14 Southwest Airlines  Few rules. A core rule is “follow the golden rule.”  One pilot applicant was rude to a Southwest gate agent and his interview cancelled.  Distributes “They” with a red slash buttons to employees.  Everyone on a Southwest flight crew, even captains, pitch in to get planes turned around quickly.  Surrender self-importance.

15 Great Harvest Bread Company: “Do Your Own Thing”  Around 200 stores and growing  “Anything not expressly prohibited by the language of this agreement is allowed”  Simple rules (clean, fresh, quality etc.) allow for faster adaptation, innovation and collaboration.  “Owners do it their way but within the context of a community of like-minded and like-talented and like-spirited owners.  In contrast with ‘Roman Law’ organizations (McDonalds etc.) which prohibit everything that they don’t permit.

16 Time Line  John Locke (1632-1704)  Two Treatises on Civil Government  Thomas Jefferson (1743-1826)  3rd President-author of Declaration of Independence  James Madison (1751-1836)  4th President-"master builder" of the Constitution  US. Constitution- 1787  amended with the Bill of Rights 1791

17 Thomas Jefferson- Declaration Of Independence “We hold these truths to be self evident: that all men are created equal; that they are endowed by their Creator with inherent and inalienable rights; that among these are life, liberty and the pursuit of happiness; that to secure these rights, governments are instituted among men, deriving their just powers from the consent of the governed…”

18 The Uniqueness of the United States o “The revolutionary basis (of this country) is recognition of the fact that human rights are natural rights, born in every human being with his life, and inseparable from his life; not rights and freedoms that can be granted by any power on earth.”- Rose Wilder Lane Rose was the daughter of Laura Ingalls Wilder and ghost writer of her Mother’s Little House on the Prairie books. Rose’s book the Discovery of Freedom is highly recommended.

19 U.S. Constitution  " All power is originally vested in, and consequently derived from, the people.”- Madison  “The powers delegated by the proposed Constitution to the Federal Government, are few and defined.”- James Madison  The real source of the power of the U.S. Constitution is the transcendent notion that man has “inherent and inalienable” rights.

20 The Bill of Rights  A debate raged over whether a specific enumeration of rights would jeopardize rights because it would disparage unnamed rights. “By enumerating particular exceptions to the grant of power, it would disparage those rights which were not placed in the enumeration…; - Madison  Others believed it was not necessary since the people had vested limited and enumerated powers in government. “Because the powers are enumerated, and it follows, that all that are not granted by the constitution are retained” – Madison

21 The Solution-The Ninth Amendment  “The enumeration in the Constitution, of certain rights, shall not be construed to deny or disparage others retained by the people.” Rarely used by Supreme Court  Griswold vs. Connecticut 1965 Use of contraception was against a 1958 state law “The Framers did not intend that the first eight amendments be construed to exhaust the basic and fundamental rights which the Constitution guaranteed to the people.” – Justice Goldberg “In reaching the conclusion that the right of marital privacy is protected, as being within the protected penumbra of specific guarantees of the Bill of Rights, the Court refers to the Ninth Amendment.” –Justice Goldberg After a very short tenure on the court Goldberg was persuaded to resign and serve as UN Ambassador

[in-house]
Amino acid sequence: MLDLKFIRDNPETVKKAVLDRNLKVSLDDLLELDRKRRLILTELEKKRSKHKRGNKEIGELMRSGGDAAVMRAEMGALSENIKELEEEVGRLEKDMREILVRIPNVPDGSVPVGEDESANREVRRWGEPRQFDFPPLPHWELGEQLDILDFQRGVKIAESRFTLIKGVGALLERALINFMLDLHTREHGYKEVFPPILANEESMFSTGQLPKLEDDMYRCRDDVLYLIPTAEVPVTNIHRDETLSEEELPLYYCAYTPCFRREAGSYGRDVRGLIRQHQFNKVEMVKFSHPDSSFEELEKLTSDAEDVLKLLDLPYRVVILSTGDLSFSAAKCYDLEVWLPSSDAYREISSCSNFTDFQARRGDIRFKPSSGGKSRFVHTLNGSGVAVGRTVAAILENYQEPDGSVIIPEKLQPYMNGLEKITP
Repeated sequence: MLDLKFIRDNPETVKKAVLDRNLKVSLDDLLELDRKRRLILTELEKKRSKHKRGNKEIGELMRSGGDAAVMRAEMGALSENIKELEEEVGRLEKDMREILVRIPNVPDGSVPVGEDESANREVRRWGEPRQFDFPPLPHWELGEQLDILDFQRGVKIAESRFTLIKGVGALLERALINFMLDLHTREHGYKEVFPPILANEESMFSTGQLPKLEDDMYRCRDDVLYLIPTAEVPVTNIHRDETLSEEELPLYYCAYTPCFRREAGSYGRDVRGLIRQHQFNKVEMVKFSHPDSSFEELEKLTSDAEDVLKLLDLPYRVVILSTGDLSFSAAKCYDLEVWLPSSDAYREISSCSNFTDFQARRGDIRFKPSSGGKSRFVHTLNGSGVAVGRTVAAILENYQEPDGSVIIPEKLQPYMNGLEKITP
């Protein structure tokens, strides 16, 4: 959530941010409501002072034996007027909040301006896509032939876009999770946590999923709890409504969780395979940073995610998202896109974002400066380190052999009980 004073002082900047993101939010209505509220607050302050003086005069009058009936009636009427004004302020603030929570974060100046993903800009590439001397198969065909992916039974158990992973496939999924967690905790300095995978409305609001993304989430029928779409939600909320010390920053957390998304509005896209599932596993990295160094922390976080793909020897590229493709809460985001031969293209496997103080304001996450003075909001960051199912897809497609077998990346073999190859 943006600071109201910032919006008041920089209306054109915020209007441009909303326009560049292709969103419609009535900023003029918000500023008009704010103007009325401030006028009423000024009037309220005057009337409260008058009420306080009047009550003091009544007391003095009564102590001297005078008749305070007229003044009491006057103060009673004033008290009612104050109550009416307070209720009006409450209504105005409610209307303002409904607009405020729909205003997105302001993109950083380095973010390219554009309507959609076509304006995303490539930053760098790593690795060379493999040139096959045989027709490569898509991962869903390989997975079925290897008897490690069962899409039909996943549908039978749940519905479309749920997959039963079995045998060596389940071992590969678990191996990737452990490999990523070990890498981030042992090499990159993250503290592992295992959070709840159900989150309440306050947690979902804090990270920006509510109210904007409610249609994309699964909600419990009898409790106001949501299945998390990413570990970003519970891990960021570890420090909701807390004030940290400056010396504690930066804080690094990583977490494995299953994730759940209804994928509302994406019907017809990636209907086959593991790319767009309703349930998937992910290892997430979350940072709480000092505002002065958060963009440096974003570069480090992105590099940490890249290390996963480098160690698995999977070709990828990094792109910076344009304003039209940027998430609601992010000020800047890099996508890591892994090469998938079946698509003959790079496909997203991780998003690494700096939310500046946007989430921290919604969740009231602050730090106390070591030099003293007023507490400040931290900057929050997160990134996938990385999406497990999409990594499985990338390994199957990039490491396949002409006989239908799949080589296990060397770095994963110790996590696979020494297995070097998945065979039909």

22 Property in One's Own Person  Three Possibilities  absolute right to own one's body  certain person or persons own other people  Everyone has an equal share in everyone else

23 Natural Rights In the Constitution - (Amendment 1) “Congress shall make no law respecting an establishment of religion, or prohibiting the free exercise thereof; or abridging the freedom of speech, or of the press; or the right of the people peaceably to assemble, and to petition the government for a redress of grievances.”

24 Ownership of Physical Property  Three Possibilities  transformer or creator has the property right, (homesteading principle) including the right to pass on property to one's heirs  another man or group of men have the right to appropriate the property by coercion  everyone has equal quotal share in all property ("property is theft")

25 Property Rights in the Constitution- (Amendment 5) ...Nor shall private property be taken for public use without just compensation.  “ Eminent domain. Originally, that power could only be exercised to take property “for public use”—to build bridges or make roads; things the public at large uses. It was not intended to let government transfer property from one private party to another whenever it becomes politically expedient.”

26 Kelo v. City of New London (2005)  Supreme Court held that the city of New London, Connecticut had the right to place private economic development over the property rights of individual homeowners.  In a free-market the value of a property for commercial use is to be determined by voluntary negotiated contract between the developer and the homeowner. The Court decision relieves the developer of this obligation.